(urth) Thecla's "Identity"
marcaramini at yahoo.com
Thu Apr 4 20:20:27 PDT 2013
Sent from my iPhone
On Apr 4, 2013, at 6:16 PM, David Stockhoff <dstockhoff at verizon.net> wrote:
> On 4/4/2013 8:17 PM, Marc Aramini wrote:
>> --- On *Thu, 4/4/13, Michael Thayer /<michael.o.thayer at gmail.com>/* wrote:
>> From: Michael Thayer <michael.o.thayer at gmail.com>
>> Subject: Re: (urth) Thecla's "Identity"
>> To: urth at lists.urth.net
>> Date: Thursday, April 4, 2013, 4:53 PM
>> I agree it is unlikely that Ethel Rosenberg's forebrain was
>> ritualistically consumed by fellow Soviet-sympathizers, and
>> certainly not with the same results as the consumption of Thecla's
>> forebrain (no Alzabo extract in the 1950s). One question I would
>> want to explore before addressing the Rosenberg issue is the
>> broader question regarding the extent to which tBotNS alludes to
>> 20th century history/historical figures. Neil Armstrong literally
>> appears in the text (see Chapter 5, tSotT). Borski argues that
>> John F. Kennedy does as well (see Chapter 11, Solar Labyrinth).
>> Master Ultan seems rather straightforwardly to be an homage to
>> Jorge Luis Borges (perhaps this is a literary allusion rather than
>> an historical allusion, though I don't think so: there are many
>> literary Borgesian allusions in the text -- various "imaginary
>> beings," the library, Severian's eidetic memory -- but Ultan seems
>> to be a nod to Borges the man). So I count two confirmed 20th
>> century historical figure references (Armstrong, Borges) and two
>> proposed (JFK, E. Rosenberg). Do you agree? What other 20th
>> century allusions appear in the text? Does anyone agree with
>> Borski's Navigator as JFK argument found in Chapter 11 of his book
>> Solar Labyrinth? Addressing these questions might better equip us
>> to evaluate the intriguing idea of Thecla as Rosenberg.
>> -----Inline Attachment Follows-----
>> No, Borski's navigator chapter is awful. It is the saint, Brendan the Navigator, not JFK.
>> Wolfe does way more mythological and religious references than 20th century ones. I usually say literary and mythic allusions are a positive match, engineering and mechanical puzzles a yes, but some of Borski's associations really get to me as blatant and intentional misprision, though he does occasionally do a wonderful job. He is VERY hit and miss in terms of actually making valid comparisons and claims in the text, in my opinion.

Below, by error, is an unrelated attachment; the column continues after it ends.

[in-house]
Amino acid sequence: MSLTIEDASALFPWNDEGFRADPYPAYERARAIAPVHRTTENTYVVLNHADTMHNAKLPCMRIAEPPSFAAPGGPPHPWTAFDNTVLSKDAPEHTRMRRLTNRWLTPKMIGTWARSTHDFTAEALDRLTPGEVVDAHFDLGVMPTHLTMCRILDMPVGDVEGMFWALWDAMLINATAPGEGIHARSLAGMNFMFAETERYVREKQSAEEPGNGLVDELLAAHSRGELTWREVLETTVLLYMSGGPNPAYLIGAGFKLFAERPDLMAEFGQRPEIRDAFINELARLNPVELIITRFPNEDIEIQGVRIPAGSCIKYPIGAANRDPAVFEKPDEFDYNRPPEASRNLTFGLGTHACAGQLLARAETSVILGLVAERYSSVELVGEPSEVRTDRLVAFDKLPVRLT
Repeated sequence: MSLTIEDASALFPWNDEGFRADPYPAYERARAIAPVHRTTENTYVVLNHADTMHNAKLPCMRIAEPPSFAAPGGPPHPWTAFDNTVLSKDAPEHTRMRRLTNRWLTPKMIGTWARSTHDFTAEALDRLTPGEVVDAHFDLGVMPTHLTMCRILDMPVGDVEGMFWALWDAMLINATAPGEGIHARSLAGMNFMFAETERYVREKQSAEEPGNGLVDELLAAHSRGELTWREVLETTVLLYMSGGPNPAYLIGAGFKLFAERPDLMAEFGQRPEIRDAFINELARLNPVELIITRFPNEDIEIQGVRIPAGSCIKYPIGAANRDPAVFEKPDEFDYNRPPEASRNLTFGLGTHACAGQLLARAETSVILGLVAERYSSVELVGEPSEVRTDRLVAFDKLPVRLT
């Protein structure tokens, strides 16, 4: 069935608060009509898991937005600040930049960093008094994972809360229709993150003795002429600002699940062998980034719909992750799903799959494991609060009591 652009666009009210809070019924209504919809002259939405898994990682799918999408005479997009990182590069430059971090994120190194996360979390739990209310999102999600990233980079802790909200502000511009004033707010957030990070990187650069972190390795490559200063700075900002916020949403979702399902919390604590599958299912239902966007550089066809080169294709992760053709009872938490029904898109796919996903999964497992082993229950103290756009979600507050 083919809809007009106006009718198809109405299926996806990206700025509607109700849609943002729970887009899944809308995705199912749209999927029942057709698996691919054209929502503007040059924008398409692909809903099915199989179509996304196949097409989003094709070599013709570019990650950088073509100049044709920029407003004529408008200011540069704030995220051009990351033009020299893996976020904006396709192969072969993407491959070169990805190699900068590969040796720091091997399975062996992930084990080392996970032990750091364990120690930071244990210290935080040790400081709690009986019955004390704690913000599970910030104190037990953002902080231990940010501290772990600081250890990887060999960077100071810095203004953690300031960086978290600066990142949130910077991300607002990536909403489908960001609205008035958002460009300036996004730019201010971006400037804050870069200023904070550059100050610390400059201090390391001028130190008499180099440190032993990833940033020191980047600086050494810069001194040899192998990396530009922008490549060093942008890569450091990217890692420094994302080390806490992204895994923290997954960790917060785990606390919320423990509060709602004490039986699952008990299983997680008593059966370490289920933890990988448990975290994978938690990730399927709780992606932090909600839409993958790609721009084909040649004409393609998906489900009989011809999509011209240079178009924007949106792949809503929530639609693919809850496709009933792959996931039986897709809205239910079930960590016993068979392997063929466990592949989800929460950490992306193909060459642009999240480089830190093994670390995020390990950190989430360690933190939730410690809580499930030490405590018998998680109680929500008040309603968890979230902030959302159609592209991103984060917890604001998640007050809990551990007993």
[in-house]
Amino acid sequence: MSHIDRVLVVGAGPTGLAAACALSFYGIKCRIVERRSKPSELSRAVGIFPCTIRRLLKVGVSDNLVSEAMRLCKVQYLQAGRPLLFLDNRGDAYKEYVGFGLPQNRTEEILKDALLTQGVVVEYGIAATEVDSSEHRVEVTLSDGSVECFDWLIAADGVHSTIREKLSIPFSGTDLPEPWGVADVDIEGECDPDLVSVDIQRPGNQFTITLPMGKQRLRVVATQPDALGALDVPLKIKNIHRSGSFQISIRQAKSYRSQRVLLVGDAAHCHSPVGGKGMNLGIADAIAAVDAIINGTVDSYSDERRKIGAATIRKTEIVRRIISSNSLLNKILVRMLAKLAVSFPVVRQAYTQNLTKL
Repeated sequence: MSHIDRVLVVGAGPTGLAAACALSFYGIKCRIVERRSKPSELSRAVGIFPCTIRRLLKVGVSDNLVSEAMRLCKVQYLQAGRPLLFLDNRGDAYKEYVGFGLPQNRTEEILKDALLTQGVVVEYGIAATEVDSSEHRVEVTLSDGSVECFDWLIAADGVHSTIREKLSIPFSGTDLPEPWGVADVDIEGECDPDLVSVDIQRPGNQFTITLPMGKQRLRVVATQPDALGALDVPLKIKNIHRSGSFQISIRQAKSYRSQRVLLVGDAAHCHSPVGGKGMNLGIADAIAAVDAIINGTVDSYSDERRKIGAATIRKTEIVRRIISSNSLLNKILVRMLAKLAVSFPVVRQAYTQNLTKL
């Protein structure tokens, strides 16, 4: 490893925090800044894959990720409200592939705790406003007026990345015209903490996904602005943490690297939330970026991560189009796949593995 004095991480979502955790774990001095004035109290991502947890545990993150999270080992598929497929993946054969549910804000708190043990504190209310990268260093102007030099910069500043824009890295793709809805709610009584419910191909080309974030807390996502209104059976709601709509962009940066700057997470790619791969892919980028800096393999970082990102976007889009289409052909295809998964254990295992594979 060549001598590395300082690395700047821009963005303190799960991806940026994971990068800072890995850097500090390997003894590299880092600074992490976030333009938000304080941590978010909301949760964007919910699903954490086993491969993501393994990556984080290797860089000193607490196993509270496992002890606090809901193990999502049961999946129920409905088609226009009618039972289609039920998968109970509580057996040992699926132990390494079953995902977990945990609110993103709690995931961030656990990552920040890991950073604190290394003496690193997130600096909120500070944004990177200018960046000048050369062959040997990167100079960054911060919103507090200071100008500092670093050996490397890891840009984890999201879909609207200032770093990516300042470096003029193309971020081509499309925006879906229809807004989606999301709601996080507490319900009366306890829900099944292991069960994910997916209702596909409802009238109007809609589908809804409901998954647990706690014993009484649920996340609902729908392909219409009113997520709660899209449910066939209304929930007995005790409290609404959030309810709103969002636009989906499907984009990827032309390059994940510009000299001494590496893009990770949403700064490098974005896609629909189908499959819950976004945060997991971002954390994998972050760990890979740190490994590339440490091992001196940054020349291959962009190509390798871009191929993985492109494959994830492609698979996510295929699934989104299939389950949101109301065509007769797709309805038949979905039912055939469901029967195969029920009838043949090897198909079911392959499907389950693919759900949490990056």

>> Some of James Jordans interpretations were closer to the heart of Wolfe's intent because he always pulled out the religious connotations, but too often he would descend to his own particular obsessions - the idea salvation through works and acts instead of faith.
>> In that way sometimes Wolfe's elisions are a litmus test, but the theories that have the most explicative force and answer mechanistically WHY things happen are the best, in my opinion.
> Still, it strikes me that Wolfe rarely actually makes things up completely. He projects, extends, mixes, composes, traces, recreates, counters. There's no telling what might rattle around in the attic of his brain that first impressed itself on him during his formative time in college and the army. Thecla is a complex creature. It's always worth a shot to propose a model.
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Fair enough. Sometimes lit criticism and explication takes odd turns. One of my favorite examples is beckett's unnameable. Our narrator is a one eyed immovable weeping vomiting mess randomly swathed in darkness and light, and hundreds of papers you find deal with all kinds of gobbledegook about self knowledge and perception in the outside world and transforming the subjective "I" when really our narrator is just a penis that has anthropomorphized itself and made up a story about once having limbs. Beckett was enraged when explicit mention of a penis was removed from the work because, I am sure, it was the dominant metaphor behind it. Yet none of these intellectuals and scholars ever mention that the narrator is a penis. Do they just not notice? Is it beckett's joke on the world? Thus I favor the big picture explications, and am weary of the postmodern slippery slope.
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